It’s also best to avoid consumer software for use within your business. While it may offer a (seemingly) similar solution, it won’t include certain features that are essential for businesses. For example, business antivirus usually includes features like network performance scans and backups that are not always present in standard consumer versions.
It’s also worth bearing in mind that consumer antivirus will be more expensive. Business products are priced with bulk-buying in mind – even small businesses have multiple devices – and you can often save further by buying licenses for two or three years, rather than annually. It all depends on the setup of your business and what will work best for you. While protection is important, so is shopping around for the software that best fits your needs.
The cost of cybercrime
According to Accenture Security – in their study of industry-leading businesses – the average cost of cybercrime has increased by 29% in the US (to over $27 million) and 31% in the UK to almost $11.5 million. The report also predicts that the global value at risk from cybercrime from 2019 to 2023 is $5.2 trillion. In short, cybercrime means a big loss for the economy. It also means a big loss for individual businesses.
We know that numbers like these can be so large as to seem meaningless to a small business but, as we’ve already established, the threat is real. Small businesses are not only targeted by cybercriminals, but are less likely to recover from an attack than big multinationals. If you haven’t already, use our calculator above – based on up-to-date research into the real costs of cybercrime – to discover how much your business could lose. Of course, these figures are averages and, if your company is the unlucky victim of an attack, may be lower for you. There is no way to know for sure, which is why we recommend comparing costs and working out what your business can really afford.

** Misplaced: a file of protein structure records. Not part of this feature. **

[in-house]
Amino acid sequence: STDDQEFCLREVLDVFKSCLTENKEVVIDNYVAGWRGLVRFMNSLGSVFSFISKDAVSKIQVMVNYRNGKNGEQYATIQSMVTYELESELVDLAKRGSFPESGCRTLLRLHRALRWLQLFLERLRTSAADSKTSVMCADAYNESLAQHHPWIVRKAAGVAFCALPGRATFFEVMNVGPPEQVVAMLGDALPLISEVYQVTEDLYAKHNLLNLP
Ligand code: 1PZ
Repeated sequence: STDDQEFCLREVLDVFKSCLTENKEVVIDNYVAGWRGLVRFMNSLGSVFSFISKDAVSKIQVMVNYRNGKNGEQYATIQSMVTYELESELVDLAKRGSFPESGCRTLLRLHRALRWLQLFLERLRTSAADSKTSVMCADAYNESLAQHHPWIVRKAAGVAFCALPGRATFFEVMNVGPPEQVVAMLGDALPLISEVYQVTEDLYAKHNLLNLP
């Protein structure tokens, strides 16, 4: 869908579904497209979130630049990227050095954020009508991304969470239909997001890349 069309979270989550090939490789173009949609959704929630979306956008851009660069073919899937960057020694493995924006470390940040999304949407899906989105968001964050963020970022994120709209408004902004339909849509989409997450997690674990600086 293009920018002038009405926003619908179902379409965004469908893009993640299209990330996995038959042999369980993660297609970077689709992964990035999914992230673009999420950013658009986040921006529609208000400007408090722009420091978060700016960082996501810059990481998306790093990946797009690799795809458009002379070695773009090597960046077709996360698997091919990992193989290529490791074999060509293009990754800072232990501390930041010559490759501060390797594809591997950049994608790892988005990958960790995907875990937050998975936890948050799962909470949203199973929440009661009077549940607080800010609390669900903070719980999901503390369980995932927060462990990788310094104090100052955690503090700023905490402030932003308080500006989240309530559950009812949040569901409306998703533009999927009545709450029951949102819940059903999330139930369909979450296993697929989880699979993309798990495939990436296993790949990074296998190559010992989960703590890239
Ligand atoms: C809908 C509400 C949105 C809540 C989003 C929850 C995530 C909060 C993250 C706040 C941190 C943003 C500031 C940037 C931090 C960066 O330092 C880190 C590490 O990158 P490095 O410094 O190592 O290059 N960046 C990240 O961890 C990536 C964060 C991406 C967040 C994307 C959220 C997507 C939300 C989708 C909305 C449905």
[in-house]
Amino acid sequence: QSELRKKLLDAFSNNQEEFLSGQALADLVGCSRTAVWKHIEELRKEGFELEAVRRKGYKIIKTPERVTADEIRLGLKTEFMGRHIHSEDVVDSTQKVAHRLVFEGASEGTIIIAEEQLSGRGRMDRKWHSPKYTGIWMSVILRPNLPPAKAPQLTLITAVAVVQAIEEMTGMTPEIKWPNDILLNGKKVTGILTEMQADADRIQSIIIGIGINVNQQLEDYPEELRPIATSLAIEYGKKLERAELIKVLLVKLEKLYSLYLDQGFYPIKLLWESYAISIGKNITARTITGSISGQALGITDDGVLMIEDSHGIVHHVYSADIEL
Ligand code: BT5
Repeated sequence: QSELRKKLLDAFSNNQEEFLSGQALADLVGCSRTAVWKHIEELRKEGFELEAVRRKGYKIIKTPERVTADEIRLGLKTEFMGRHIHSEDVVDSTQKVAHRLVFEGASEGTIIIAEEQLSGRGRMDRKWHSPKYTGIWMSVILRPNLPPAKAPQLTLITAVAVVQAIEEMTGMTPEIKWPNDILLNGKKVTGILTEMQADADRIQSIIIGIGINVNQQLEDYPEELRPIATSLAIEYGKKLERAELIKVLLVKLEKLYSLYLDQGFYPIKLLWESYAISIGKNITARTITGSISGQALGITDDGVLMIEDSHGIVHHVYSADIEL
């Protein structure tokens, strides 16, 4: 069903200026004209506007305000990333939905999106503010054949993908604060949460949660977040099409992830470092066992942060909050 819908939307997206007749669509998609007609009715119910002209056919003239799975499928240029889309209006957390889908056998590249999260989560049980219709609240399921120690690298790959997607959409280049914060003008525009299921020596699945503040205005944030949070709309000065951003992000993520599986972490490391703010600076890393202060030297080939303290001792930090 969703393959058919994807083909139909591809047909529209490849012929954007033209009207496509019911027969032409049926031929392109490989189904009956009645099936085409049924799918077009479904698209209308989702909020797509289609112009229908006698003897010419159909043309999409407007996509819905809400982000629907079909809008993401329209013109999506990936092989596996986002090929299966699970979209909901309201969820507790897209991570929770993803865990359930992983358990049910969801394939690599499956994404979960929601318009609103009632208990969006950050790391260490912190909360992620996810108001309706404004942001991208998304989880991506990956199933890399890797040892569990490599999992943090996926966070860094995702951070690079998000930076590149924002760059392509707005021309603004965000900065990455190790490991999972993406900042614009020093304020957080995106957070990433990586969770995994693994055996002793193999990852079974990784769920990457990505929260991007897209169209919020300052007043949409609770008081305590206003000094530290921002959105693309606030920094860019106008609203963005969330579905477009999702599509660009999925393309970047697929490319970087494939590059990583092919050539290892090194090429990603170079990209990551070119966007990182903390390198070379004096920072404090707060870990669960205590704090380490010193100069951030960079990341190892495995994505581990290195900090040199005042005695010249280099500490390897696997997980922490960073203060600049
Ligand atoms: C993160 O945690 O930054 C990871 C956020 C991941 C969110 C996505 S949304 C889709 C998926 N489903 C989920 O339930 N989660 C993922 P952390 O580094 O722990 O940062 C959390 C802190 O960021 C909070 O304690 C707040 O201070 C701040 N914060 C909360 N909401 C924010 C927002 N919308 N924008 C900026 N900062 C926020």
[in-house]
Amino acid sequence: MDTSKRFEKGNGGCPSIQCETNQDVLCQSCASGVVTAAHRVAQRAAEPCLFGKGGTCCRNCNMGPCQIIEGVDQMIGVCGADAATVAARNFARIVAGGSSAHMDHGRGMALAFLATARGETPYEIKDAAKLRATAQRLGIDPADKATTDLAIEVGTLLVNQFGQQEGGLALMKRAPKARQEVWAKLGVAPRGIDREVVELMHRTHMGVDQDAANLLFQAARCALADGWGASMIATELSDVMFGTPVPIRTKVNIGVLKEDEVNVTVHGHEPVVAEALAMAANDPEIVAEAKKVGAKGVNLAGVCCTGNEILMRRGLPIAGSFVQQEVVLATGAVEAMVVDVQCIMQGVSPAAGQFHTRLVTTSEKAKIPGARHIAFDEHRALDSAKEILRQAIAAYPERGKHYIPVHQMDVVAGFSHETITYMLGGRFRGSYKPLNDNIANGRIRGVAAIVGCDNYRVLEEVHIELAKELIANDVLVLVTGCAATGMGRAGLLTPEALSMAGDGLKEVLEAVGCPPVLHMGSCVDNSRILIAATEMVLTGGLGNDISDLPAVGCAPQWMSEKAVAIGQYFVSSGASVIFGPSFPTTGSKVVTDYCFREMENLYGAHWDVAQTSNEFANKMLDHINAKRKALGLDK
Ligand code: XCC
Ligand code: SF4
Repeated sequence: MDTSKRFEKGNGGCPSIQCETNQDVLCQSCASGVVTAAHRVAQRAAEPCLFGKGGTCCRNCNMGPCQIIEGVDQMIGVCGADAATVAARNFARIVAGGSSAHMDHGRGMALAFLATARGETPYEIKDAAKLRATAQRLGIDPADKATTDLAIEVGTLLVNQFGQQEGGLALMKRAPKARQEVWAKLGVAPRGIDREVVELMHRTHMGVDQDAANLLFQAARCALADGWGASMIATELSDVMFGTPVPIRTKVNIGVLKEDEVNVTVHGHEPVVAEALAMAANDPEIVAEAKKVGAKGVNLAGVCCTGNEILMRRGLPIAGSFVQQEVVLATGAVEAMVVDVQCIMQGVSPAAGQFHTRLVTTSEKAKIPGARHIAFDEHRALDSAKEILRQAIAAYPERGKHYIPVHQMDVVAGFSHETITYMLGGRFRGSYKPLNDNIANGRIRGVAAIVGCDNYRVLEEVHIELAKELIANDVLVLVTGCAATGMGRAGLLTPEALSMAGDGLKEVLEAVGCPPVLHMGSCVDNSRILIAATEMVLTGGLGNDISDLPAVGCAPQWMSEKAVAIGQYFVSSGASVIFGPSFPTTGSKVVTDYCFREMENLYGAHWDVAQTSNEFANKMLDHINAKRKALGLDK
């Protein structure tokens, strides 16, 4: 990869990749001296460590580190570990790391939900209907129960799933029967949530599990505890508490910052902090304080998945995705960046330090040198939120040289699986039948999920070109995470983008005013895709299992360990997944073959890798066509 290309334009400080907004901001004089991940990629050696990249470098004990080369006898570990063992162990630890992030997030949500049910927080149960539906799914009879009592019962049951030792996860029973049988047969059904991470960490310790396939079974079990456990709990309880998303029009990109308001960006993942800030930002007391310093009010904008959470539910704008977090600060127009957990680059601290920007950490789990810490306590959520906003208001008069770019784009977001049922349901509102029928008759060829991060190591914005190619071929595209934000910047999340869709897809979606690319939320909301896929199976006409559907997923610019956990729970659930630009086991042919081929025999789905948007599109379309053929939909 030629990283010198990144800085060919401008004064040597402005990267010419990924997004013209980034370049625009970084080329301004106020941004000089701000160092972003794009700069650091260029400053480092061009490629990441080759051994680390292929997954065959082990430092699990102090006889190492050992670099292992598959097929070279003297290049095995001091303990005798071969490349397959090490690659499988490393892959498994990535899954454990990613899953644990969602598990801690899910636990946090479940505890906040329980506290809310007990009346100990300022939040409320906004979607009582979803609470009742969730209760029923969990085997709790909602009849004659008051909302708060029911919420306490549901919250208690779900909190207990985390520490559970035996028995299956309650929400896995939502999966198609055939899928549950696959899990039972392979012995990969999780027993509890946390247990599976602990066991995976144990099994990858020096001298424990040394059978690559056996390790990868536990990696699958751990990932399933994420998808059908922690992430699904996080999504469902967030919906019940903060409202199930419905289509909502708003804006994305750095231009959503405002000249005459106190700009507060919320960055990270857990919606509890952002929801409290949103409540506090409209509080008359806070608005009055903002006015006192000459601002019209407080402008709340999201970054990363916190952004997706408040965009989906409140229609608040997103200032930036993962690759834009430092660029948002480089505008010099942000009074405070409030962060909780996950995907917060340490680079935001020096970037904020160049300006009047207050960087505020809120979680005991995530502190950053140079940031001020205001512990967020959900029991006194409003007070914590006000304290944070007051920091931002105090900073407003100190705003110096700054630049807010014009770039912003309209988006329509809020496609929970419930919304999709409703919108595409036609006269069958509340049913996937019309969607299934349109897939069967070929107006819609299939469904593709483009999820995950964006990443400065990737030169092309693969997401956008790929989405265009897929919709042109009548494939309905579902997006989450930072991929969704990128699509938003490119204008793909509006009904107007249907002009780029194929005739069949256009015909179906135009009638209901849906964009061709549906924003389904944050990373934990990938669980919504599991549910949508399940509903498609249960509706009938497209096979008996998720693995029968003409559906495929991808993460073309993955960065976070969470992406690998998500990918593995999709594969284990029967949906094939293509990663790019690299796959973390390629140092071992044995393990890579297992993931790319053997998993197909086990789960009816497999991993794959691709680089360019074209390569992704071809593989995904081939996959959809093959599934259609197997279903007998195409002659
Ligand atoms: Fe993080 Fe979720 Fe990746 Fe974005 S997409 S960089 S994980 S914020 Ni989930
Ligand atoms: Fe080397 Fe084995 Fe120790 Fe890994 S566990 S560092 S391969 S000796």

Why do cyberattacks cost so much?
When we talk about the ‘cost of cybercrime’, we actually mean the combined cost of multiple expenses, such as:
- Actual loss of cash due to the attack. That is, if your business bank account is compromised and money is siphoned.
- The immediate cost of finding out what has happened and managing the data breach. This may include hiring security consultants or paying a ransom to regain access to your systems.
- Loss of revenue from disruption to work during and after the attack. For example, losing leads or sales while staff spend time recovering lost or stolen information from suppliers or customers.
- Paying staff to work additional hours as the business catches up on time lost.
- Loss of revenue due to reputational damage. Can you guarantee that your clients and customers will stay loyal after a data breach?
When you start to break the costs down like this, even the most conservative estimates can add up to eye-watering amounts. Of course, antivirus isn’t free. And it’s only one element of a comprehensive digital security strategy – more to consider means more time and money. You may find it helpful to download our cyber protection policy template. By setting out the needs of your business, you’ll be in a better position to decide how much resource to dedicate to protecting your business’s digital assets.
Antivirus for your business is not only necessary, but is likely much cheaper than you think – especially when compared to the potential cost of an attack. Our cybercrime cost calculator offers a useful tool for assessing how much risk you can afford to take. See how much your business could lose and ask yourself: could we recover from those kind of losses and is the investment worth the expense?